NAIROBI, May 31 (Xinhua) -- Kenya marked World No Tobacco Day Wednesday in its western Migori County with senior officials renewing their commitment to assisting smallholder farmers to embrace alternative crops that promise food security and improved revenues.
Susan Nakhumicha Wafula, cabinet secretary of the Ministry of Health, said that the ministry has been stepping up efforts to help farmers shift from tobacco cultivation to food crops, so as to help tame ailments and deaths linked to unregulated smoking.
Wafula said Kenya has rolled out the Tobacco Free Farms project, supported by the World Health Organization (WHO), the Food and Agriculture Organization (FAO) of the United Nations, and the World Food Programme (WFP) to encourage farmers to grow alternative and nutritious crops.
She disclosed that in the last two years, more than 2,000 tobacco farmers in Migori County, bordering Tanzania, have switched to alternative crops including high-iron beans.
According to Wafula, the tobacco farmers who have embraced alternative crops including cereals and legumes have recorded improved health and income.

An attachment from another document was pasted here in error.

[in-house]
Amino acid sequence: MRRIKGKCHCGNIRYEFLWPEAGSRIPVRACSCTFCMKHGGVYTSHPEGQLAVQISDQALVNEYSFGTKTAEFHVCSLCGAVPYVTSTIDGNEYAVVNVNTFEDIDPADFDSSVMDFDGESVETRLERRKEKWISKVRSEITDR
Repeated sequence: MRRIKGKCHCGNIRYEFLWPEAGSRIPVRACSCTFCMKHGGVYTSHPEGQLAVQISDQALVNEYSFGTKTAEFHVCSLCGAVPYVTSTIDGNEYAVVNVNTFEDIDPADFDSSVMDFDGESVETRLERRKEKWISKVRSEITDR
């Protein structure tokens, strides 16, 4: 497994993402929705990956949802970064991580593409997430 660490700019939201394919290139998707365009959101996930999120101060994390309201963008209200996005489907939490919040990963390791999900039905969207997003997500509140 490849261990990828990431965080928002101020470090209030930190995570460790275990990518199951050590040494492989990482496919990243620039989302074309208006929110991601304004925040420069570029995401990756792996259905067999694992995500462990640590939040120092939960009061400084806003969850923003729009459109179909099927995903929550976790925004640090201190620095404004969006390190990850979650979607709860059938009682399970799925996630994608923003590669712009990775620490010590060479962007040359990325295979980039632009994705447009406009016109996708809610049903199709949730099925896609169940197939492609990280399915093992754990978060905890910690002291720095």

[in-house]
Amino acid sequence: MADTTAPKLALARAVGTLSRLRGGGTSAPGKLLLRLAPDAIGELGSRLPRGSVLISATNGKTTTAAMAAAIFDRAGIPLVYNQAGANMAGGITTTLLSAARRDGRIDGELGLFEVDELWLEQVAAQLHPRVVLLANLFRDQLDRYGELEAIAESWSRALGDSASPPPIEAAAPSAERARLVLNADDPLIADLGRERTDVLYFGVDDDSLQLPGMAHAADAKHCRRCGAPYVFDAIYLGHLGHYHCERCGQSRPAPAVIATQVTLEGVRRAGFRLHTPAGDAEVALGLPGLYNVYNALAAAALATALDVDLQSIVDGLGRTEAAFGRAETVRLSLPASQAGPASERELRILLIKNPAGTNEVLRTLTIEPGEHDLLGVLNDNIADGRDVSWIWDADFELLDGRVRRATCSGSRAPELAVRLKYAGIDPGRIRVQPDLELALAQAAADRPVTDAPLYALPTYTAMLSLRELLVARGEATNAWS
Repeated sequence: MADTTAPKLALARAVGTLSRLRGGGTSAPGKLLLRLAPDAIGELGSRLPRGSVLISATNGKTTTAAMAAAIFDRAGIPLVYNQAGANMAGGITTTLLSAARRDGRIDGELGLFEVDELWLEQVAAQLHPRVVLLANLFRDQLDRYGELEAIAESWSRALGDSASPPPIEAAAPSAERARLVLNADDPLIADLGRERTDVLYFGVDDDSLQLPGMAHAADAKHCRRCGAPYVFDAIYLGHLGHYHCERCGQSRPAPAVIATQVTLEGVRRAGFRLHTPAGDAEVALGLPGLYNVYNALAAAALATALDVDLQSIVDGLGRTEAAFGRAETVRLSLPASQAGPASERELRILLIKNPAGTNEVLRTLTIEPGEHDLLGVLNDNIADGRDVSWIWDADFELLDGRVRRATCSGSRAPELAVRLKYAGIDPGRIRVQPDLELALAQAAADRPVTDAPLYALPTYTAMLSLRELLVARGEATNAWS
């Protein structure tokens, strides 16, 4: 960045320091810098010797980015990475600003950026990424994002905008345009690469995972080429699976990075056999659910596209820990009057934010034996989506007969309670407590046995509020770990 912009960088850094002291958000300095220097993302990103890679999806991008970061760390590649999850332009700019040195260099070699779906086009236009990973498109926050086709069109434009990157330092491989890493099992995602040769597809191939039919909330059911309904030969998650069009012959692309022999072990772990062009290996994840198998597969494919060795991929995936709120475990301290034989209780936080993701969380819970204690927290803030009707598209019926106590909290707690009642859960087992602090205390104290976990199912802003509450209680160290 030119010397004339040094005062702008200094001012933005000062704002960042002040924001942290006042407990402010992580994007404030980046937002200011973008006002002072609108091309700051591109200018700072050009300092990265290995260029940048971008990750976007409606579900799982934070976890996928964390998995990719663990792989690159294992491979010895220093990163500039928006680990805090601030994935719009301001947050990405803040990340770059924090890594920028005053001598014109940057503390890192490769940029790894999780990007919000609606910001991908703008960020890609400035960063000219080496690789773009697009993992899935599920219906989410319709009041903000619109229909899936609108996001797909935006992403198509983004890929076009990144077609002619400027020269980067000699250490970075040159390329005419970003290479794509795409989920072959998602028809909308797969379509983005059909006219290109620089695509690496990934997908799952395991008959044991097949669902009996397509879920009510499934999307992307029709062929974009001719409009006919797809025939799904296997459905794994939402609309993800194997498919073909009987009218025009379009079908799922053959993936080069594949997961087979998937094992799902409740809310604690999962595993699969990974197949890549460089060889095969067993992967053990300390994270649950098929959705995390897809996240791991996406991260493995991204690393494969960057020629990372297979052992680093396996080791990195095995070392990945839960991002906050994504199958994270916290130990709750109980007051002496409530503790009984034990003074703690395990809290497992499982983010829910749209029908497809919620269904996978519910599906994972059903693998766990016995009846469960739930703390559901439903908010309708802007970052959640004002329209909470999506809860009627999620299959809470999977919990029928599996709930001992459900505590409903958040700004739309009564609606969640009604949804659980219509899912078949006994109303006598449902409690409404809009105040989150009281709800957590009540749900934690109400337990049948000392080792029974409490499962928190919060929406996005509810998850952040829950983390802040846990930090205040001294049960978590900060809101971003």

"The government wholeheartedly supports the Tobacco Free Farms Project due to its prioritization of the health of Kenyans," Wafula said in a statement issued in Nairobi, the capital of Kenya.
By introducing iron-rich nyota beans, the ministry aims to address the prevalent iron deficiency among women and children, thereby significantly improving their well-being, Wafula added.
According to the Ministry of Health, more than 6,000 Kenyans die of tobacco-related diseases annually.
The Ministry of Health said 220,000 children and 2,737,000 adults in the country are estimated to consume tobacco daily, while thousands of deaths are attributed to exposure to second-hand smoking.
Kenya was among the first countries in Africa to ratify the legally binding WHO Framework Convention on Tobacco Control (WHO FCTC) in 2004 and has been proactive in the enactment of legislation to regulate smoking.
Wafula noted that Kenya's Tobacco Control Act in particular promotes economically, socially and ecologically viable alternatives to tobacco farming, transforming the livelihoods of smallholder farmers and their dependents.
The 2023 World No Tobacco Day, featuring a theme of "Grow food, not tobacco," sought to rally governments, industry and civil society to support a transition to alternative crops that are rich in diets and ecologically friendly.
Abdourahmane Diallo, the WHO Kenya Country representative, said that providing smallholder tobacco farmers with alternative crops will be key to the realization of UN 2030 goals related to health, poverty eradication, gender parity, food security and ecological resilience.